Statins and All-Cause Mortality in High-Risk Primary Prevention: A Meta-analysis of 11 Randomized Controlled Trials Involving 65,229 Participants

Archives of Internal Medicine

June 29, 2010, Vol. 170, No. 12, pp. 1024-1031


Kausik K. Ray, MD; Sreenivasa Rao Kondapally Seshasai, MD; Sebhat Erqou, MD, PhD; Peter Sever, PhD; J. Wouter Jukema, MD, PhD; Ian Ford, PhD; Naveed Sattar:

The authors are from University of Cambridge



LDL-C means low density lipoprotein cholesterol. This is the “bad” cholesterol because it can plaque on the arterial wall. Ideally, it should measure less then 100 mg/dL. High is over 130 mg/dL.

In 2007, the New England Journal of Medicine published the JUPITER study. This study claimed that individuals with low cholesterol but high levels of inflammation [high sensitivity C-Reactive protein {hs-CRP}] could “significantly reduce all-cause mortality by 20%” by taking statin drugs. However, other studies have “questioned these findings as a chance or exaggerated observation.”

[Ridker PM, Danielson E, Fonseca FA, et al; JUPITER Study Group. Rosuvastatin to prevent vascular events in men and women with elevated C-reactive protein. N Engl J Med. 2008;359(21):2195-2207].

Therefore, these authors analyzed 11 randomized controlled trials involving a total of 65,229 participants to provide the most robust information to assess whether statins reduce all-cause mortality. All of the participants had high cholesterol, but none of them had cardiovascular disease. The study represented about 244,000 person-years of follow-up.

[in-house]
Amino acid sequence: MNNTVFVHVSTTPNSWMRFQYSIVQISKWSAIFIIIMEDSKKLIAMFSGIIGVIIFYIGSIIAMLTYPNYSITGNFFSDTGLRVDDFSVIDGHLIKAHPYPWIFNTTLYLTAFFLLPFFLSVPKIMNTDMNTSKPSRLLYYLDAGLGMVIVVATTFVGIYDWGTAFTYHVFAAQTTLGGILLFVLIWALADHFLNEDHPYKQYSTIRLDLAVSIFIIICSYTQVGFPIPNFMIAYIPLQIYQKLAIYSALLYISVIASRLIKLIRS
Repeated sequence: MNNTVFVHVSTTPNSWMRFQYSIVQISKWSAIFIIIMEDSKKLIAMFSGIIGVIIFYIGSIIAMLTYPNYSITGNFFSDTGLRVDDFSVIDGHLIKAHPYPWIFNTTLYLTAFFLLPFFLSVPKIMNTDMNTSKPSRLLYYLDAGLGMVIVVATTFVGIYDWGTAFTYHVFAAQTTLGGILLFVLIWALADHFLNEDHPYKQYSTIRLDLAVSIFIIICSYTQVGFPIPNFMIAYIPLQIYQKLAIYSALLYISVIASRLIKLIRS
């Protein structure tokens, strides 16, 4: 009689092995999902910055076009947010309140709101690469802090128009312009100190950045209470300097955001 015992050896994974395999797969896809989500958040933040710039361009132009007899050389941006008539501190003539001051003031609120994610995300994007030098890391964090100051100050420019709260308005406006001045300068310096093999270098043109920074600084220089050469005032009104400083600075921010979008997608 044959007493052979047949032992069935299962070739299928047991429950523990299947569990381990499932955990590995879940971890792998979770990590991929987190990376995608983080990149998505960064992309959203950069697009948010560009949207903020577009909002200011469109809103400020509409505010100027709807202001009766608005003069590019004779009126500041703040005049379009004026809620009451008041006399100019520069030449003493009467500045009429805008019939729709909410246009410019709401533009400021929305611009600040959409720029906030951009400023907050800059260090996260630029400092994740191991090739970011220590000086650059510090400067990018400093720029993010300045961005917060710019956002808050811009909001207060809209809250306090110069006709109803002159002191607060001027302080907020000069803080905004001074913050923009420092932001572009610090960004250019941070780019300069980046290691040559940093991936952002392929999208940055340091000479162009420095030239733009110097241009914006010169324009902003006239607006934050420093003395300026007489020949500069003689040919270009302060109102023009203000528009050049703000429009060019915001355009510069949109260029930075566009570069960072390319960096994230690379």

Statin drugs are commonly prescribed for two groups of patients:


Group I

Group II

Those that have established cardiovascular disease

Those that do not have cardiovascular disease, but do have high cholesterol levels

It is thought that statins for this group will prevent atherosclerosis and subsequent heart attack

It is thought that statins for this group will prevent cardiovascular disease and heart attack



1) Some researchers have questioned the benefits of statins among individuals without cardiovascular disease, noting there is little evidence for reductions of all-cause mortality, and the potential to cause “serious unrecognized harm.”

2) These authors assessed the effect of statin therapy (compared with placebo) on all-cause mortality in individuals who did not have cardiovascular disease. They used 65,229 subjects and a follow-up period of 3.7 years:


Placebo Group

Statin Group

# of participants: 32,606

# of participants: 32,623

# of deaths: 1,447

# of deaths: 1,346

LDL Cholesterol level: 134 mg/dL

LDL Cholesterol level with statins:

94 mg/dL

Death rate: 4.44%

Death rate: 4.13%


3) Taking statin drugs lowered LDL-C by 40 mg/dL compared to the placebo group. This lowered the death rate by .31% (4.44% – 4.13%). The authors considered such a small reduction in death to be nonsignificant.

4) “This literature-based meta-analysis of 11 clinical trials involving 65,229 participants with approximately 244,000 person-years of follow-up and 2,793 deaths provides more reliable evidence than previously available on the impact of statin therapy on all-cause mortality among high-risk individuals without prior CVD. These data indicate that, over an average treatment period of 3.7 years, the use of statin therapy did not result in reduction in all-cause mortality.”

5) “There were, on average, an estimated 7 fewer deaths for every 10,000 person-years of treatment” with statin drugs.

6) “Our meta-analysis was based on data from only those individuals without clinically manifest CVD, including previously unpublished data, thus providing the most reliable effect estimates about the effect of statins in this population.”